Regarding an ethical decision, this is the deal, Larry. When you go to the doctor, he's your doctor whether you have sent your check in or not. So regardless of whether Cardoza has been paid, that does not change the fact that he did this for the defense team, making him an arm of the defense. But this is a side issue. This has no bearing on guilt or innocence regarding Scott Peterson. It's a sideshow.
KING: Is there client privilege for him?
GRACE: I would say that there is. He is obviously tonight speaking about the case, not necessarily what Peterson said or didn't say. In my mind, it should be under the gag order but Delucchi disagrees. But again this is a red herring, this is a side show. It doesn't matter what Cardoza had to say to Peterson behind bars.
KING: Chris Pixley, what do you think?
CHRIS PIXLEY, DEFENSE ATTORNEY: I don't think it's a bad at all. I quite honestly applaud Mark Geragos for asking Michael's help and I applaud Michael for offering it knowing that he was going to be under this kind of attack and I think he has been today. I would have to agree wholeheartedly with Michael that it is not unusual, leaving aside the fact this is a high-profile case, it's not unusual at all to ask outside counsel to come in, somebody that you trust, somebody you think will ask difficult questions.
When you spend the amount of time you have to spend with your client to prepare for a capital case, you build some rapport with them. And it gets to the point where you really cannot play devil's advocate. You can't stand opposite them and cross-examine them in the manner that they're going to be examined by another attorney. So it makes complete sense. The question that Nancy has raised thought is a good one. And that's what event or conduct creates an attorney/client relationship. And I think Judge Delucchi understood the position Michael's in and he walked the line on it. He said, you know, ultimately, I think there is something here and so I'm going to gag Michael with respect to the information that he has. But ultimately, as long as he doesn't reveal any of that potential attorney/client privilege, as long as he doesn't do anything that otherwise unduly prejudices the proceedings, he can go ahead and comment publicly. I also think that's appropriate.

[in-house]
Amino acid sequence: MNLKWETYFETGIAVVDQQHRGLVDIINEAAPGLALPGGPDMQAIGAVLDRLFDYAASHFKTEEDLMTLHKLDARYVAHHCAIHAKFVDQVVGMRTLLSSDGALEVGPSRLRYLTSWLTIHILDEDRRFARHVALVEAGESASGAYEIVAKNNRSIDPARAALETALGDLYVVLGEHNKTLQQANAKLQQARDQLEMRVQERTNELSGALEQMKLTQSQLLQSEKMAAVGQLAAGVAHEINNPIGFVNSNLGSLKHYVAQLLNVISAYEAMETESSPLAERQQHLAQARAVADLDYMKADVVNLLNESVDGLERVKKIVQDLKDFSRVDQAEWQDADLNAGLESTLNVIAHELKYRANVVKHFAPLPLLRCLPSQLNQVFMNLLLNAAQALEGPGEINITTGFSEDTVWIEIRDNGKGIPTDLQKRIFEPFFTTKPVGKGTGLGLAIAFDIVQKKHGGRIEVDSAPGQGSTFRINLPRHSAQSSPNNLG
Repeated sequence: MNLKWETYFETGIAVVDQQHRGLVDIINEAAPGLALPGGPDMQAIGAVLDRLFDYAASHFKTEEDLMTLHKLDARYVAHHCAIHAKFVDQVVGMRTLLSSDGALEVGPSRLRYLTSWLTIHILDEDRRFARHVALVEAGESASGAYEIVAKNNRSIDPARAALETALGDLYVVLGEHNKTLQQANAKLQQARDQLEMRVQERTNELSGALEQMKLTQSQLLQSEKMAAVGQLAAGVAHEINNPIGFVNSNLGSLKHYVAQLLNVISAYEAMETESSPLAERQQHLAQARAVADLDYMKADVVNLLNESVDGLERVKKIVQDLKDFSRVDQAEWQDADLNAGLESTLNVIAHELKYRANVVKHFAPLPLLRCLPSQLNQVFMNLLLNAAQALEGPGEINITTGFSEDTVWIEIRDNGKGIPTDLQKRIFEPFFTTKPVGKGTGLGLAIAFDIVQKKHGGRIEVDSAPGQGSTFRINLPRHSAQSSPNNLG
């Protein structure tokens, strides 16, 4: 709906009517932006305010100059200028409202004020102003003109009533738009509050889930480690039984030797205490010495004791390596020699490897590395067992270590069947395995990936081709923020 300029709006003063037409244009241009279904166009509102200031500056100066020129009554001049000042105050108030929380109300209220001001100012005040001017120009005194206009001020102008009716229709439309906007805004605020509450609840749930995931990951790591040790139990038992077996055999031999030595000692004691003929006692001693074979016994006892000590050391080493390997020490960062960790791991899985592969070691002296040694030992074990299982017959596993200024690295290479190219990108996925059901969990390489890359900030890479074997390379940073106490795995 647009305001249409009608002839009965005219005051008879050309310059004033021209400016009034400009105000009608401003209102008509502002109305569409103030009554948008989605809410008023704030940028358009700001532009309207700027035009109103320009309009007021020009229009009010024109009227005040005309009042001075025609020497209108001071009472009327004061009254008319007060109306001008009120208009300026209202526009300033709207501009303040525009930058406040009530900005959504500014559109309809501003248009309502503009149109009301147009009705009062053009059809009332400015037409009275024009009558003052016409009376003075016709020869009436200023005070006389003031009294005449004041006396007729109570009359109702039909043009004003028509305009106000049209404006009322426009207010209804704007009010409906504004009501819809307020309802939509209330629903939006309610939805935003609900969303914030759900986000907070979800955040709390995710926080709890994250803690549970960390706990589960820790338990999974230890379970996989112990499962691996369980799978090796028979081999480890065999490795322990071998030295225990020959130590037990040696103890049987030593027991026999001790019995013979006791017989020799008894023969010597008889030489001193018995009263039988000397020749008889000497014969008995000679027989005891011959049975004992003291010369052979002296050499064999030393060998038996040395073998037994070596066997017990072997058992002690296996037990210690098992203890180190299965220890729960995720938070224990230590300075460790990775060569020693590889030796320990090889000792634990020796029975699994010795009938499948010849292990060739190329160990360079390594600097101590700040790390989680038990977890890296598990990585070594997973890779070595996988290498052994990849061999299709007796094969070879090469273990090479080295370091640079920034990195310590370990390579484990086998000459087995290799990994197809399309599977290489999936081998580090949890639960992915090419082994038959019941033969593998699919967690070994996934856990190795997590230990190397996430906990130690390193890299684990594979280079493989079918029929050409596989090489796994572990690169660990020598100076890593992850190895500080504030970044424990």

KING: Nancy Grace, if the prosecution had asked you to, say, cross-examine one of their witnesses in advance of, say, Mr. Geragos, would you have aided them?
GRACE: I would have had to ask my boss first because then I would be gagged for commenting on the Scott Peterson case in my mind. That would be my ethical duty. You don't see the prosecution out tonight commenting on the case, do you, because they're under a gag order. It's the ethical duty. In my mind, Geragos had Cardoza to do this as Chris just said because you really got to pound that client. You've got to ask him, why did you say this, why did you say that, not so much to prepare him for cross, Larry, but to convince Peterson he can't survive cross.
KING: Chuck Smith, what's your thought?